What are the Warning Signs and Risk Factors for Suicide?

By Taneia Surles, MPH

Since 2008, Suicide Prevention Awareness Month has been nationally recognized in September. This month-long holiday aims to raise awareness about suicide, share resources, and support those dealing with suicidal thoughts.

With the stigmas and taboos around suicide, organizations like the National Alliance on Mental Illness (NAMI) want to shift society’s negative perceptions of suicide and mental health. This year’s theme is “Together for Mental Health,” which “encourages people to bring their voices together to advocate for better mental health care, including a crisis response team (NAMI, 2022).”

In 2021, suicide was the tenth leading cause of death in the United States (CDC, 2022). According to the National Institute of Mental Health (NIH), suicide occurs when someone takes their own life, while a suicide attempt is an incomplete act of ending one’s life (2022).

Warning signs for suicide or suicide attempts include:
• Withdrawal
• Extreme mood swings
• Feelings of hopelessness
• Giving away possessions

Aside from signs of suicide, there are risk factors that may indicate someone is having suicidal thoughts, which are:
• Mental health or substance abuse disorders
• Family history of suicide
• Financial problems
• Chronic illness
• Issues at school or work

The ongoing COVID-19 pandemic has increased feelings of depression and anxiety among teens, which can lead to suicide or suicide attempts. “I’ve seen lately since the pandemic the increase of depression and anxiety among middle and high school students,” said Meagan Gusmus, a behavioral health provider at HAPPI. “(Warning signs are) isolation from peers, struggles with virtual learning, experimenting with drugs and alcohol, engaging in risky sexual behaviors,” Gusmus added.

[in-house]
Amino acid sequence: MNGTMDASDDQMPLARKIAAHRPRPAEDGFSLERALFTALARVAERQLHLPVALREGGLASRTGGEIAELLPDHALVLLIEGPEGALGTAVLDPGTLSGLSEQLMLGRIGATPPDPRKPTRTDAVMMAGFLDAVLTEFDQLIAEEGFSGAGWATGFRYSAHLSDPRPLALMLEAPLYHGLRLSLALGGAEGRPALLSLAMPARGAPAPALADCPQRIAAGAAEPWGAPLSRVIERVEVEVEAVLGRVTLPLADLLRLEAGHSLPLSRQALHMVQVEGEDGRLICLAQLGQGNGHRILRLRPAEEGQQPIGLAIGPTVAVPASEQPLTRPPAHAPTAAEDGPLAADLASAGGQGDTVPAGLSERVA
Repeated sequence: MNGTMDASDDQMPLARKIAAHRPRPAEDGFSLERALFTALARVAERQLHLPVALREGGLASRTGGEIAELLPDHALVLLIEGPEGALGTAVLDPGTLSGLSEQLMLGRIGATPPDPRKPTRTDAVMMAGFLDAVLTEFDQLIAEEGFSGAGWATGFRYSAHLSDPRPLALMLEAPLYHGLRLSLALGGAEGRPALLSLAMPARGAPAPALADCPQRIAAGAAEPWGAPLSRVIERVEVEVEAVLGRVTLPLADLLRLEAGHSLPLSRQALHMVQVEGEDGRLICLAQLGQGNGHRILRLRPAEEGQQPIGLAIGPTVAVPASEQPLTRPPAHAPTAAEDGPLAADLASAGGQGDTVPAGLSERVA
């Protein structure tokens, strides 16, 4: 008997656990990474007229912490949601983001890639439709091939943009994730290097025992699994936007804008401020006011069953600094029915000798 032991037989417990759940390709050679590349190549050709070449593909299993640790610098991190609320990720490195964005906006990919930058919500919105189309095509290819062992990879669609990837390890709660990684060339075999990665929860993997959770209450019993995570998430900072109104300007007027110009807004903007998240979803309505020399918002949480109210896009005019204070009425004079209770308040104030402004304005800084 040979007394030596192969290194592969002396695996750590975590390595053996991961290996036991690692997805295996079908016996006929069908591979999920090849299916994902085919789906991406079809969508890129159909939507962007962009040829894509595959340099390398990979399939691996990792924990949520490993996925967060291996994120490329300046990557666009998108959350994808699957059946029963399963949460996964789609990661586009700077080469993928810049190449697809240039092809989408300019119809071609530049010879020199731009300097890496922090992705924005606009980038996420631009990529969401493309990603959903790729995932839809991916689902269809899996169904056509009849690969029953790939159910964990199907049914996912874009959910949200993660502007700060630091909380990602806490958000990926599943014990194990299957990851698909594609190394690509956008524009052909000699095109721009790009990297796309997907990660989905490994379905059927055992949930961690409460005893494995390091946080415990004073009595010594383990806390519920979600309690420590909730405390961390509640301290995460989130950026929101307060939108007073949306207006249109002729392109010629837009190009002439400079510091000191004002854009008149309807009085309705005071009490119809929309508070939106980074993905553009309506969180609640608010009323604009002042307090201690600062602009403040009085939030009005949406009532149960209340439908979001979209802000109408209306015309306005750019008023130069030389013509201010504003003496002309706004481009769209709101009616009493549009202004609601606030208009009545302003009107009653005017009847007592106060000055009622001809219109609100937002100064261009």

So, how can suicide and suicide attempts be prevented? If risk factors and warning signs are detected early on, there is potential for the person to receive the help they need before it is too late.
Our HAPPI Behavioral Health department helps children and adults we suspect may have suicidal thoughts. For example, if our providers suspect that a patient may be contemplating suicide, we conduct a PHQ-9 assessment. “If we see a child or an adult who exhibits symptoms of depression or anxiety, we start with a standard PHQ-9, a questionnaire that screens for (those mental health conditions),” said Gusmus.

Additional help includes 988, with is the new number for the Suicide & Crisis Lifeline that people can call or text. 911 is recommended for any life-threatening emergencies.

Meagan Gusmus is a board-certified family nurse practitioner. She graduated with her BSN in Nursing at the University of North Alabama and obtained her MSN-FNP in Nursing at Troy University. She has a nursing background in long-term care, rehabilitation, and senior mental health. She enjoys working at HAPPI Health, especially with the HAPPI Behavioral Health services.


Centers for Disease Control and Prevention, National Center for Health Statistics, & National Vital Statistics System. (2022, April). Provisional Leading Causes of Death. https://www.cdc.gov/nchs/data/health_policy/provisional-leading-causes-of-death-for-2021.pdf

Suicide Prevention. (2022, March 15). National Institute of Mental Health (NIMH). https://www.nimh.nih.gov/health/topics/suicide-prevention#part_9890

Suicide Prevention Awareness Month | NAMI: National Alliance on Mental Illness. (2022). National Alliance on Mental Illness (NAMI). https://www.nami.org/Get-Involved/Awareness-Events/Suicide-Prevention-Awareness-Month

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